Functional connectivity substrates for tDCS response in minimally conscious state patients

Carlo Cavaliere, Marco Aiello, Carol Di Perri, Enrico Amico, Charlotte Martial, Aurore Thibaut, Steven Laureys, Andrea Soddu

Research output: Contribution to journalArticlepeer-review


Transcranial direct current stimulation (tDCS) is a non-invasive technique recently employed in disorders of consciousness, and determining a transitory recovery of signs of consciousness in almost half of minimally conscious state (MCS) patients. Although the rising evidences about its possible role in the treatment of many neurological and psychiatric conditions exist, no evidences exist about brain functional connectivity substrates underlying tDCS response. We retrospectively evaluated resting state functional Magnetic Resonance Imaging (fMRI) of 16 sub-acute and chronic MCS patients (6 tDCS responders) who successively received a single left dorsolateral prefrontal cortex (DLPFC) tDCS in a double-blind randomized cross-over trial. A seed-based approach for regions of left extrinsic control network (ECN) and default-mode network (DMN) was performed. tDCS responders showed an increased left intra-network connectivity for regions co-activated with left DLPFC, and significantly with left inferior frontal gyrus. Non-responders (NR) MCS patients showed an increased connectivity between left DLPFC and midline cortical structures, including anterior cingulate cortex and precuneus. Our findings suggest that a prior high connectivity with regions belonging to ECN can facilitate transitory recovery of consciousness in a subgroup of MCS patients that underwent tDCS treatment. Therefore, resting state-fMRI could be very valuable in detecting the neuronal conditions necessary for tDCS to improve behavior in MCS.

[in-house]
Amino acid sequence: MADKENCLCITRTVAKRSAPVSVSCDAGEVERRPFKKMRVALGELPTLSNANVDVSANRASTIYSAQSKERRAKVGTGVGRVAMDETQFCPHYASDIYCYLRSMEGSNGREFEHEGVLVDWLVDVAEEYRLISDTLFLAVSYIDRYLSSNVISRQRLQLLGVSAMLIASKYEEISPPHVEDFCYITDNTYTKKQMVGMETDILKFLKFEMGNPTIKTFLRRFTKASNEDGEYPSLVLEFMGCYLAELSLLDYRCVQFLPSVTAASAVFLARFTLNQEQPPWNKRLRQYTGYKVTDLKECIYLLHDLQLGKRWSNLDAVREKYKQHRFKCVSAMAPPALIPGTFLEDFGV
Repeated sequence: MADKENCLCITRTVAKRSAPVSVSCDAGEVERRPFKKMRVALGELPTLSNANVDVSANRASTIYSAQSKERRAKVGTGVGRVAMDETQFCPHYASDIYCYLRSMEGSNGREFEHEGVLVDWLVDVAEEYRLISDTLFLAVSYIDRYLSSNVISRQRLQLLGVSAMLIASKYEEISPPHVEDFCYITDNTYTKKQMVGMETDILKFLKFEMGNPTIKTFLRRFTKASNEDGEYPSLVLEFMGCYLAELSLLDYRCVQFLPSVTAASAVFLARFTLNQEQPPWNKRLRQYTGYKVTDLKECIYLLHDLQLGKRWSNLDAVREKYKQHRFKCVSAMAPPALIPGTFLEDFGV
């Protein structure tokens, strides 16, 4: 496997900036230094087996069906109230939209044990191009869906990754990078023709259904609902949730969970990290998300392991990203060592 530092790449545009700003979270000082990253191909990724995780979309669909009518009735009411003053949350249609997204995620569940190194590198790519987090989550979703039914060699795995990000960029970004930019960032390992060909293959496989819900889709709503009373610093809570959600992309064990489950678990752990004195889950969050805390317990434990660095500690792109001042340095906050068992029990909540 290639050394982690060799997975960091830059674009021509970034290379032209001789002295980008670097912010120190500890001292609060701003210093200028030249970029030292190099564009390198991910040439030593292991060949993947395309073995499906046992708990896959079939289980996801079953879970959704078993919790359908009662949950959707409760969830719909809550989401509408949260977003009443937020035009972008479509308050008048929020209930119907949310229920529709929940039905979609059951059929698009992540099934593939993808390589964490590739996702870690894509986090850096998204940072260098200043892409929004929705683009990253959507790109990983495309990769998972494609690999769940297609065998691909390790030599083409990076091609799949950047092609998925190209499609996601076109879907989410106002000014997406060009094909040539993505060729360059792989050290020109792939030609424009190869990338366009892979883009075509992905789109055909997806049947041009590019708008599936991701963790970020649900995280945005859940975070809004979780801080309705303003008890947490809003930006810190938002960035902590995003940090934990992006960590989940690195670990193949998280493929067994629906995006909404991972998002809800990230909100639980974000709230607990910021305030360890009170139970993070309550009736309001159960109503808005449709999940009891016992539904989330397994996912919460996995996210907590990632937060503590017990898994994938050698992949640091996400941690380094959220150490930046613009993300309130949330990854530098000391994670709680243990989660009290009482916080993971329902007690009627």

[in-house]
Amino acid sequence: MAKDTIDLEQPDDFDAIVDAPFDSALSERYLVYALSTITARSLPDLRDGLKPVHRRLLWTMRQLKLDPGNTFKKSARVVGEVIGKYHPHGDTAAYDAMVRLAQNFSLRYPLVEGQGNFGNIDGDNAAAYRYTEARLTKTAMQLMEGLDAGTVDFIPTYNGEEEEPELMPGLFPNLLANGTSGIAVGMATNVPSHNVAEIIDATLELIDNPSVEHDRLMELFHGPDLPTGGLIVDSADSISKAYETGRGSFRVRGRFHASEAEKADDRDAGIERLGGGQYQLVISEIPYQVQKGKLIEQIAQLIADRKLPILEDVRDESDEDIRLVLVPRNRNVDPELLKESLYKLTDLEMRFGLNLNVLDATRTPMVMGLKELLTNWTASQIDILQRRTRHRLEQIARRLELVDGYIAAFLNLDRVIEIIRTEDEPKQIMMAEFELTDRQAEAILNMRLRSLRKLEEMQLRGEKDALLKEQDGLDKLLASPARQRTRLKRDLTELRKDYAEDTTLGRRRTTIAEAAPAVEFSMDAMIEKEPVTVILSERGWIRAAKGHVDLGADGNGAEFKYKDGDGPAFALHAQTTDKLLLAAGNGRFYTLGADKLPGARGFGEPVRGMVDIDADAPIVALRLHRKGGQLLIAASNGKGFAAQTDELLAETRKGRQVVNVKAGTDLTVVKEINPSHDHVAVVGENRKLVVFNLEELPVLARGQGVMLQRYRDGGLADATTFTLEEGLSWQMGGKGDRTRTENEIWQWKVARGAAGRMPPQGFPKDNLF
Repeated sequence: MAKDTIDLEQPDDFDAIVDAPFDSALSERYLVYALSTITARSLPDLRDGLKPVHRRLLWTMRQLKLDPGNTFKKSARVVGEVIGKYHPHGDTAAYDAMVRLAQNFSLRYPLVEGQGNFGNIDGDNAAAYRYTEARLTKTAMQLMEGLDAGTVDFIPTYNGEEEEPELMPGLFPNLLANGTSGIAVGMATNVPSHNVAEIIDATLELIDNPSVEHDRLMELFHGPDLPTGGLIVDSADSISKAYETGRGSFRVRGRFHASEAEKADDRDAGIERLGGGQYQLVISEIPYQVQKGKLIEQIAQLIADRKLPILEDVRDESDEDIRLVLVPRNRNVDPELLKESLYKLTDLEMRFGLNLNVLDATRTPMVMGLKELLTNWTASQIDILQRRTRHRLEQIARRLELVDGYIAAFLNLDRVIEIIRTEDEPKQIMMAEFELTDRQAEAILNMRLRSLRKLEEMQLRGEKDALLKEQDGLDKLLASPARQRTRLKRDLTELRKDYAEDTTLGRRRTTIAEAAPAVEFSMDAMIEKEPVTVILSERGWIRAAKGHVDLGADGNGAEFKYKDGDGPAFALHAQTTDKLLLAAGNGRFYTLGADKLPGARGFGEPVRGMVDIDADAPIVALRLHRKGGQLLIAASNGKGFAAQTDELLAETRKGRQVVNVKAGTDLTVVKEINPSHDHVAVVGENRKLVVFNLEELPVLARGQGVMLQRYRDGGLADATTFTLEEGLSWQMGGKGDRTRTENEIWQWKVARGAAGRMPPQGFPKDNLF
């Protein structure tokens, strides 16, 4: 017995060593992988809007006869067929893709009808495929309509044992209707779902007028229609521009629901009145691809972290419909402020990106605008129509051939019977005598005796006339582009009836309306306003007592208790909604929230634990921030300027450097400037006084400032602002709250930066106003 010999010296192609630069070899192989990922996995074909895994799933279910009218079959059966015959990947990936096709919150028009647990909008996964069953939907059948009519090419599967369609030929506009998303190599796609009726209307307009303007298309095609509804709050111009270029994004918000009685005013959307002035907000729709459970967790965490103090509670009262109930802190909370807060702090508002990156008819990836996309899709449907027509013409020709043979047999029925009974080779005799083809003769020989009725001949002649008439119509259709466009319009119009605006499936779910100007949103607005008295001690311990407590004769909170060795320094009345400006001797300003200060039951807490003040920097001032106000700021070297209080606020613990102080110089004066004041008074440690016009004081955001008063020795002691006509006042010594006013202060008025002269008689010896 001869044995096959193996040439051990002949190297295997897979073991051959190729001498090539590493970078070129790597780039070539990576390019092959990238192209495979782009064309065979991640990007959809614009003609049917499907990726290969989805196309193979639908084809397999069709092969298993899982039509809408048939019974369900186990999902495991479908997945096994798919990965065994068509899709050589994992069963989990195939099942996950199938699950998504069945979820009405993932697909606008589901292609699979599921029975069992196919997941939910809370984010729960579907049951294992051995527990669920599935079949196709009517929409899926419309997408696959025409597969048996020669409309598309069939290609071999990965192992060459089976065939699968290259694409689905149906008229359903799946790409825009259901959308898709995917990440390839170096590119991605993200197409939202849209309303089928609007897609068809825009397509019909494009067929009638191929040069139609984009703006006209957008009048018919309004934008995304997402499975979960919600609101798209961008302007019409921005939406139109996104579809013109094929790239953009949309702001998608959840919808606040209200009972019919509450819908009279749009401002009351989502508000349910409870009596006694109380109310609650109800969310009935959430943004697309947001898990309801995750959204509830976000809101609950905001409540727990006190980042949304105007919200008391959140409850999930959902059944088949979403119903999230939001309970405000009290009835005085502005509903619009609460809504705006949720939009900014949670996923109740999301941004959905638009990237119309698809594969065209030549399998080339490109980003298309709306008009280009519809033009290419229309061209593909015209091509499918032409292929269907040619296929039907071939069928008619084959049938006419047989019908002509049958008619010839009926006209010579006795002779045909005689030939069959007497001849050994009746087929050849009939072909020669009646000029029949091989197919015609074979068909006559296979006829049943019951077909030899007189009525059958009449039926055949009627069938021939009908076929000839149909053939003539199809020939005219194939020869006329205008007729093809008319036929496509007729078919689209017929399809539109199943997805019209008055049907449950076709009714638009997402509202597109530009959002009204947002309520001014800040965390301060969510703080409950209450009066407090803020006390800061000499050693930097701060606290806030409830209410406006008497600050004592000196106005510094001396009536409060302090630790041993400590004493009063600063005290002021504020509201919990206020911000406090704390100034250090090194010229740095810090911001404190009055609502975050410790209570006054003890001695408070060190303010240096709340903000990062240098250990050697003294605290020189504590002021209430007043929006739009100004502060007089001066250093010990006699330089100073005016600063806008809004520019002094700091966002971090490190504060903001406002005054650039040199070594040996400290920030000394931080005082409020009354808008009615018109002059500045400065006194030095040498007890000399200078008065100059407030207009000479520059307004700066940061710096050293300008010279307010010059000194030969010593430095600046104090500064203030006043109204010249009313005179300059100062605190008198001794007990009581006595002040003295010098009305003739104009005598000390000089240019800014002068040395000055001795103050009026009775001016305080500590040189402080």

Original languageEnglish
Article number257
JournalFrontiers in Cellular Neuroscience
Issue numberNOV2016
Publication statusPublished - Nov 3 2016


  • Disorders of consciousness
  • Magnetic resonance imaging
  • Minimally conscious state
  • Prefrontal cortex
  • Resting state networks
  • Transcranial direct current stimulation

ASJC Scopus subject areas

  • Cellular and Molecular Neuroscience


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